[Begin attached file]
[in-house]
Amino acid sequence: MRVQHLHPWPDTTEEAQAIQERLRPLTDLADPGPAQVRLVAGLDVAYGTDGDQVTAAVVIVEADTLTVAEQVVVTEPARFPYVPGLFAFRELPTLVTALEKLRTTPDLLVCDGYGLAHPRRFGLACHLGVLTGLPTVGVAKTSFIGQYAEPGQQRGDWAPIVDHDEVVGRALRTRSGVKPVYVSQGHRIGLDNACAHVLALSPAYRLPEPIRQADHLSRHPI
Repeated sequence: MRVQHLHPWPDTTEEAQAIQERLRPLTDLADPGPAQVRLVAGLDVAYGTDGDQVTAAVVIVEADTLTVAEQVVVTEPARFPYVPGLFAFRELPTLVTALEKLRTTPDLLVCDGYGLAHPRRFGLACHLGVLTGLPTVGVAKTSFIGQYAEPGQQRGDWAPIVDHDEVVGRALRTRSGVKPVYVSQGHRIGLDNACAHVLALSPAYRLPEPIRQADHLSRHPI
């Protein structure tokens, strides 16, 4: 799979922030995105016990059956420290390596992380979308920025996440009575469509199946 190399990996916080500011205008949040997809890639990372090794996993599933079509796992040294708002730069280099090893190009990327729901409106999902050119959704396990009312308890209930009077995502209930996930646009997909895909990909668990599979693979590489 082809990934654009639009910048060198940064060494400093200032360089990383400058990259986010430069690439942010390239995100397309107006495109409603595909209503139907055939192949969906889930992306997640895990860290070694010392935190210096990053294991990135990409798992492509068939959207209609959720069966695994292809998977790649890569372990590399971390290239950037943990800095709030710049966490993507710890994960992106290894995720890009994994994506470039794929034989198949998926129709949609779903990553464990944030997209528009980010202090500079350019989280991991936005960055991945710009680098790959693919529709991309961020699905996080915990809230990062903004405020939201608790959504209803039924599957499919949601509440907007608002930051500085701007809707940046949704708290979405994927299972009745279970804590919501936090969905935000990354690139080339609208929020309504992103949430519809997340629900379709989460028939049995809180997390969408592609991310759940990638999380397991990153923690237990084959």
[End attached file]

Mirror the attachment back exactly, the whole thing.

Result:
[in-house]
Amino acid sequence: MRVQHLHPWPDTTEEAQAIQERLRPLTDLADPGPAQVRLVAGLDVAYGTDGDQVTAAVVIVEADTLTVAEQVVVTEPARFPYVPGLFAFRELPTLVTALEKLRTTPDLLVCDGYGLAHPRRFGLACHLGVLTGLPTVGVAKTSFIGQYAEPGQQRGDWAPIVDHDEVVGRALRTRSGVKPVYVSQGHRIGLDNACAHVLALSPAYRLPEPIRQADHLSRHPI
Repeated sequence: MRVQHLHPWPDTTEEAQAIQERLRPLTDLADPGPAQVRLVAGLDVAYGTDGDQVTAAVVIVEADTLTVAEQVVVTEPARFPYVPGLFAFRELPTLVTALEKLRTTPDLLVCDGYGLAHPRRFGLACHLGVLTGLPTVGVAKTSFIGQYAEPGQQRGDWAPIVDHDEVVGRALRTRSGVKPVYVSQGHRIGLDNACAHVLALSPAYRLPEPIRQADHLSRHPI
């Protein structure tokens, strides 16, 4: 799979922030995105016990059956420290390596992380979308920025996440009575469509199946 190399990996916080500011205008949040997809890639990372090794996993599933079509796992040294708002730069280099090893190009990327729901409106999902050119959704396990009312308890209930009077995502209930996930646009997909895909990909668990599979693979590489 082809990934654009639009910048060198940064060494400093200032360089990383400058990259986010430069690439942010390239995100397309107006495109409603595909209503139907055939192949969906889930992306997640895990860290070694010392935190210096990053294991990135990409798992492509068939959207209609959720069966695994292809998977790649890569372990590399971390290239950037943990800095709030710049966490993507710890994960992106290894995720890009994994994506470039794929034989198949998926129709949609779903990553464990944030997209528009980010202090500079350019989280991991936005960055991945710009680098790959693919529709991309961020699905996080915990809230990062903004405020939201608790959504209803039924599957499919949601509440907007608002930051500085701007809707940046949704708290979405994927299972009745279970804590919501936090969905935000990354690139080339609208929020309504992103949430519809997340629900379709989460028939049995809180997390969408592609991310759940990638999380397991990153923690237990084959």